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Rescue Breathing and Barrier Devices

Rescue breaths have become controversial in the paradigm of BLS and CPR.  The American Heart Association has now come out with guidelines for hands only CPR that seems to negate the use of rescue breaths at all.  However, if you are a professional or in a situation of prolonged out of hospital CPR, you are probably going to need to use rescue breaths at some point.  This brings up the idea of barrier devices and how to protect yourself while still giving your patient the best chance at recovery.

A rescue breath may not help your patient, but in prolonged CPR, you will need to get perfusion of oxygen to the head.  As the guidelines now read, rescue breaths or mouth to mouth are only used in extremes.  Even paramedics use bag-valve-mask devices or mouth to mask devices to give breaths when they arrive on scene.  The cultural taboo against mouths touching keeps many away from rescue breaths, but the idea of infection control is just as powerful.  If you decide to do rescue breaths, you either need a barrier device or need to improvise one to avoid contamination.  Here’s a look at what you can carry and what you can use for breaths.

Deciding to Give Rescue Breaths

It is a very difficult decision to decide to do rescue breaths.  For some providers, they feel like they are letting down their patient if they don’t do them.  They feel as if they aren’t going to save the patient if they do not do rescue breaths.  The consensus of most researchers is that rescue breaths aren’t necessary, particularly if paramedics are nearby or an AED is on hand.  If you know that you will be doing CPR for an extended period, you may want to consider rescue breaths with a barrier.

Another reason for doing rescue breaths is if you are part of a two person CPR set up.  If someone else is doing compressions, then you may feel like you should at least be giving rescue breaths.  Culturally, there is a taboo against putting your mouth on another’s unless they are an intimate friend.  In addition, you may find the act repulsive, especially with the possibility of vomiting occurring while you give breaths.  For this reason, you should not perform rescue breaths unless you have a barrier device.  Many professionals and those trained in CPR carry them, or they can be improvised.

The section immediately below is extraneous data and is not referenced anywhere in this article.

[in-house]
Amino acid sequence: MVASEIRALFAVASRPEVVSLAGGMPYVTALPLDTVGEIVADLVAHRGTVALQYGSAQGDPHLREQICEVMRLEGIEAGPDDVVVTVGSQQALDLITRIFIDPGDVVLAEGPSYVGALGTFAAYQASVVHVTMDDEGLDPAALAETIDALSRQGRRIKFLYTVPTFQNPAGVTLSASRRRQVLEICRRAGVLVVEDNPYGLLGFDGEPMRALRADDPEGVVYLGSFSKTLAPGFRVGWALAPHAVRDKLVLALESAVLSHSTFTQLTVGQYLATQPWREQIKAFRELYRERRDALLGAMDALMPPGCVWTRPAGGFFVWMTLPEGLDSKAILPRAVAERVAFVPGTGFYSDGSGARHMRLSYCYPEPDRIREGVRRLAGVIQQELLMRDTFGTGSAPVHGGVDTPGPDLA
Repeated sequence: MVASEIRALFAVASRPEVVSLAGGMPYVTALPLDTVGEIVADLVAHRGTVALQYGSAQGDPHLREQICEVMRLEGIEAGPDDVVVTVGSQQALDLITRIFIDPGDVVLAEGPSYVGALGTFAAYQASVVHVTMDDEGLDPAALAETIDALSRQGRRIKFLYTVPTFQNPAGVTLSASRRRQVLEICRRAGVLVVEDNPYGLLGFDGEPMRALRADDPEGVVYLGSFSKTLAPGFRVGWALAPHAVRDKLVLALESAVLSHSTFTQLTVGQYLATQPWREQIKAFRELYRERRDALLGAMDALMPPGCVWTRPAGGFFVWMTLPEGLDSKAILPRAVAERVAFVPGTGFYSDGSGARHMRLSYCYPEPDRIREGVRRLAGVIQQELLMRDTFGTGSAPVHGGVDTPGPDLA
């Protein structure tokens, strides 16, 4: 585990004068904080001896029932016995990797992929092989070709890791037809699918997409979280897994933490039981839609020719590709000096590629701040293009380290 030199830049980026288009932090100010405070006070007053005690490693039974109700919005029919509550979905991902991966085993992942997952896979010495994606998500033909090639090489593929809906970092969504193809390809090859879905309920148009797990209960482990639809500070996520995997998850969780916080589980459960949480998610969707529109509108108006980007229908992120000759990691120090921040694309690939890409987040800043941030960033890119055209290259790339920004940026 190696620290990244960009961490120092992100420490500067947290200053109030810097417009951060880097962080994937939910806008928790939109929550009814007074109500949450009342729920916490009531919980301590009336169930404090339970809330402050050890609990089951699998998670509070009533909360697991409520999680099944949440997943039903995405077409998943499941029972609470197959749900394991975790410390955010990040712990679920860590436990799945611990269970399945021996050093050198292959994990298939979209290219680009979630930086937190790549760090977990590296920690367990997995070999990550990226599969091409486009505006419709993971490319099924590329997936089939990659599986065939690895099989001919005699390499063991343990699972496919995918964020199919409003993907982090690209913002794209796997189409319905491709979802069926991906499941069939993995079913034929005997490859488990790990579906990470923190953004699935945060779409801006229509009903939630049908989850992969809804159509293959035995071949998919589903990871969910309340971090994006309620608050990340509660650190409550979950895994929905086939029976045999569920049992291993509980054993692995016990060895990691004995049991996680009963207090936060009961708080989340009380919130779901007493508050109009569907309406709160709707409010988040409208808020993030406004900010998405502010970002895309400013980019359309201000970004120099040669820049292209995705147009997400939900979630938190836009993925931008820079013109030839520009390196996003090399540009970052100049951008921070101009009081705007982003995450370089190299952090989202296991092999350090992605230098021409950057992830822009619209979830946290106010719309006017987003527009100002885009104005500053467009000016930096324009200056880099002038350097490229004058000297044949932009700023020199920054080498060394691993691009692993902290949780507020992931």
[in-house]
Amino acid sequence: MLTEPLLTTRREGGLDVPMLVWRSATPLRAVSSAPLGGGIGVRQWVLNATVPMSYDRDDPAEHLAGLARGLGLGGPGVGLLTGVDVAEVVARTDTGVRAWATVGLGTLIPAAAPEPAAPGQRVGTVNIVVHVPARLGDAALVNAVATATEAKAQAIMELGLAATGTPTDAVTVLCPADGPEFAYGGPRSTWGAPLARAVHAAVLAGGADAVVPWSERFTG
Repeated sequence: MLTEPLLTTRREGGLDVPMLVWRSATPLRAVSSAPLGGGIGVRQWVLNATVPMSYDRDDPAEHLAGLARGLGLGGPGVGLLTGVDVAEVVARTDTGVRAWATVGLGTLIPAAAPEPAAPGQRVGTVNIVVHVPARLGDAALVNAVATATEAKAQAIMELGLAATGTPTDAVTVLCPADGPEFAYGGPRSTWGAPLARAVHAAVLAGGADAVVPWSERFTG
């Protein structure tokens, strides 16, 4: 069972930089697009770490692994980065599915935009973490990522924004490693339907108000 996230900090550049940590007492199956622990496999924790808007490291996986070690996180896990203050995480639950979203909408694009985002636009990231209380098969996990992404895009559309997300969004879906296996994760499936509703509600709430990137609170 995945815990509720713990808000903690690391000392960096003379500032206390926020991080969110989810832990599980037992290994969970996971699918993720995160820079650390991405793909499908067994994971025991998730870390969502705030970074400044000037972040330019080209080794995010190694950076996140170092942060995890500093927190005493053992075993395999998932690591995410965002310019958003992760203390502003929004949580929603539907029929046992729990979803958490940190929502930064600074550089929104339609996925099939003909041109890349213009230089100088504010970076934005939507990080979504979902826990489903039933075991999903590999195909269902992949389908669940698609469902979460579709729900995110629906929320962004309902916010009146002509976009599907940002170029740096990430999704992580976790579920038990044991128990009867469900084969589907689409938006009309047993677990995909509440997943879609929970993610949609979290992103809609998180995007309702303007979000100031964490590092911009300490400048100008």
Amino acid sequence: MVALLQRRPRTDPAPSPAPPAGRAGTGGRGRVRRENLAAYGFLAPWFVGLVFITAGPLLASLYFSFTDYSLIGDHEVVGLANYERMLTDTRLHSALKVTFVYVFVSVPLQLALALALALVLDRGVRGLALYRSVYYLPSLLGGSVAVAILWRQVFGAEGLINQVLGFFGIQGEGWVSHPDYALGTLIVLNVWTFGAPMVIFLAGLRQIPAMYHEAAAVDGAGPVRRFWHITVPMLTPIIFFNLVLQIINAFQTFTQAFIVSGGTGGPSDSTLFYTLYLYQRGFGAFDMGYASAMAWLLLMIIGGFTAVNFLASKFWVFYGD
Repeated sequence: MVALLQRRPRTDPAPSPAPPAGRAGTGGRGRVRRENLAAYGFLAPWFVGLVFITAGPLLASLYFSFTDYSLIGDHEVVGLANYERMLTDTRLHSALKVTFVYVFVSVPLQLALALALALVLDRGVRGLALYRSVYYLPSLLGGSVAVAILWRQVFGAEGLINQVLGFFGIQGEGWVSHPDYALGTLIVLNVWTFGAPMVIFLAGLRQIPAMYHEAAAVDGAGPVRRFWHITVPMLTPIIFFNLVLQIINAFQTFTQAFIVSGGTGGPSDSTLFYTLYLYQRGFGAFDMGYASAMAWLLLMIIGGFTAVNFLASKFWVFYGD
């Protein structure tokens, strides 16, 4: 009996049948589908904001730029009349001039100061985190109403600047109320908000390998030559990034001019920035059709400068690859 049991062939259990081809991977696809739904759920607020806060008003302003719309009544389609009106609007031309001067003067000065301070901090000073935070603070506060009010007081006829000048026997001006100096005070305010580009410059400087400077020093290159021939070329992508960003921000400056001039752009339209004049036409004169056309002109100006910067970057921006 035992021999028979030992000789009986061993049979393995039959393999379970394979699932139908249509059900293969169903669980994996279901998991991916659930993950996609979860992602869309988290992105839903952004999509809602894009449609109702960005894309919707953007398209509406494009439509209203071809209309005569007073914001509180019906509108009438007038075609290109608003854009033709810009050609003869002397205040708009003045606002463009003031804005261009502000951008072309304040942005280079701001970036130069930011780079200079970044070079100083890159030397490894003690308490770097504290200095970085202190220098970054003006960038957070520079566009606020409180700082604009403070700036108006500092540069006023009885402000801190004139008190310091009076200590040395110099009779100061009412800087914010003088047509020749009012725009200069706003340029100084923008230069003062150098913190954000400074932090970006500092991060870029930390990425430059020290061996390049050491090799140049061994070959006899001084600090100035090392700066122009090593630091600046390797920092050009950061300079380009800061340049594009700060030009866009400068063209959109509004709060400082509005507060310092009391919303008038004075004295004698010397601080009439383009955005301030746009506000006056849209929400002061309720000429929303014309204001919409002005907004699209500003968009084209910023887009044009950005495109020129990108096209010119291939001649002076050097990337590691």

Barrier Devices

Barrier devices come in all sorts of shapes and sizes.  Some are as small as a keychain while others can easily fit into a purse.  You have to decide what sort of barrier device would be most convenient for you to carry around and would be accessible in a time of emergency.  A facemask with one-way valve is probably the best barrier device, though it can be bulky and doesn’t fit well into a pocket.  With this device, you would be able to provide a good seal, and you would not run the risk of contamination or infection.

Devices that come on key chains are a bit more problematic.  They are generally a sheet of plastic that acts as a guard between you and the patient.  Some of them have small valves, but most of them simply provide a place for you to seal your lips onto the plastic instead of the patient’s mouth.  One caveat with these devices is that they go bad quickly.  You can have a device for several years, but if you take it out to use it, it may crumble in your hands.  For this reason, it is good to get a newer device every few years to keep the plastic from getting too old.

Improvised Barrier Devices

What do you do if you need to give rescue breaths but don’t have a barrier device?  Actually, there are no official ways to improvise a barrier, but many bystanders in the field have been creative in their attempts to give rescue breaths when they were standard practice.  Some have pulled their t-shirts over their mouths to give breaths through the fabric.  It isn’t ideal, but it can act as a barrier against regurgitation and other bodily fluids.

Since most barrier devices are plastic, you could easily use available plastic around the victim as an improvised device.  A shopping bag would be good for this.  You will need to make a hole in the plastic, though, to get the air through and into the lungs.  Be careful not to make the hole too big as you will not have enough protection.  Too small and the patient will get no air.  Again, these methods are only to be used in extreme circumstances, and it is much preferable to do hands only CPR while waiting for the paramedics.  If you find yourself in need of rescue breaths and help is far away, you can use these ideas to help your victim get some much needed oxygen.